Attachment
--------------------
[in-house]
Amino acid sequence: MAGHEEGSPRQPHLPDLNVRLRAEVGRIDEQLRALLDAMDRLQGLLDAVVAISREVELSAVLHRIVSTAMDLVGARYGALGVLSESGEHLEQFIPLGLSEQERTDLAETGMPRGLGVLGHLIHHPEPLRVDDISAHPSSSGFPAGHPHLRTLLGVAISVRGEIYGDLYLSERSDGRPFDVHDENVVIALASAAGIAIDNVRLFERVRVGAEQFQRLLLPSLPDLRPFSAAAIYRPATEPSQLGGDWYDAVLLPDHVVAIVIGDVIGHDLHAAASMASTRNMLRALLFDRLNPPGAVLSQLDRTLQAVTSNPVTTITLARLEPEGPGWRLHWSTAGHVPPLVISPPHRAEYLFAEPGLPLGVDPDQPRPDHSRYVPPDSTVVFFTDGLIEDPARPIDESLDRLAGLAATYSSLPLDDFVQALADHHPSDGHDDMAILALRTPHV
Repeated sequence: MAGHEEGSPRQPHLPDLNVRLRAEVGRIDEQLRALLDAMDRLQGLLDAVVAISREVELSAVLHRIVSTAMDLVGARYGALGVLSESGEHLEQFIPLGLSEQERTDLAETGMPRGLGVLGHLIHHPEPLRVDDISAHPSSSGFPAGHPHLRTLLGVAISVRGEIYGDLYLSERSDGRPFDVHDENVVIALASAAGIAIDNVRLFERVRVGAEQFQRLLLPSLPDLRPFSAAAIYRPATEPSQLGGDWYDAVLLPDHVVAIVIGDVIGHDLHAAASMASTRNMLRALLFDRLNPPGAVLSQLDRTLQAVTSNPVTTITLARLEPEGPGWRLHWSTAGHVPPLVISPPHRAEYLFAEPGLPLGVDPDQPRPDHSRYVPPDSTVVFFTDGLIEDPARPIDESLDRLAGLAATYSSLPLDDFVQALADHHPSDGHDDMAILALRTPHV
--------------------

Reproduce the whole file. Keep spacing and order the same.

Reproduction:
[in-house]
Amino acid sequence: MAGHEEGSPRQPHLPDLNVRLRAEVGRIDEQLRALLDAMDRLQGLLDAVVAISREVELSAVLHRIVSTAMDLVGARYGALGVLSESGEHLEQFIPLGLSEQERTDLAETGMPRGLGVLGHLIHHPEPLRVDDISAHPSSSGFPAGHPHLRTLLGVAISVRGEIYGDLYLSERSDGRPFDVHDENVVIALASAAGIAIDNVRLFERVRVGAEQFQRLLLPSLPDLRPFSAAAIYRPATEPSQLGGDWYDAVLLPDHVVAIVIGDVIGHDLHAAASMASTRNMLRALLFDRLNPPGAVLSQLDRTLQAVTSNPVTTITLARLEPEGPGWRLHWSTAGHVPPLVISPPHRAEYLFAEPGLPLGVDPDQPRPDHSRYVPPDSTVVFFTDGLIEDPARPIDESLDRLAGLAATYSSLPLDDFVQALADHHPSDGHDDMAILALRTPHV
Repeated sequence: MAGHEEGSPRQPHLPDLNVRLRAEVGRIDEQLRALLDAMDRLQGLLDAVVAISREVELSAVLHRIVSTAMDLVGARYGALGVLSESGEHLEQFIPLGLSEQERTDLAETGMPRGLGVLGHLIHHPEPLRVDDISAHPSSSGFPAGHPHLRTLLGVAISVRGEIYGDLYLSERSDGRPFDVHDENVVIALASAAGIAIDNVRLFERVRVGAEQFQRLLLPSLPDLRPFSAAAIYRPATEPSQLGGDWYDAVLLPDHVVAIVIGDVIGHDLHAAASMASTRNMLRALLFDRLNPPGAVLSQLDRTLQAVTSNPVTTITLARLEPEGPGWRLHWSTAGHVPPLVISPPHRAEYLFAEPGLPLGVDPDQPRPDHSRYVPPDSTVVFFTDGLIEDPARPIDESLDRLAGLAATYSSLPLDDFVQALADHHPSDGHDDMAILALRTPHV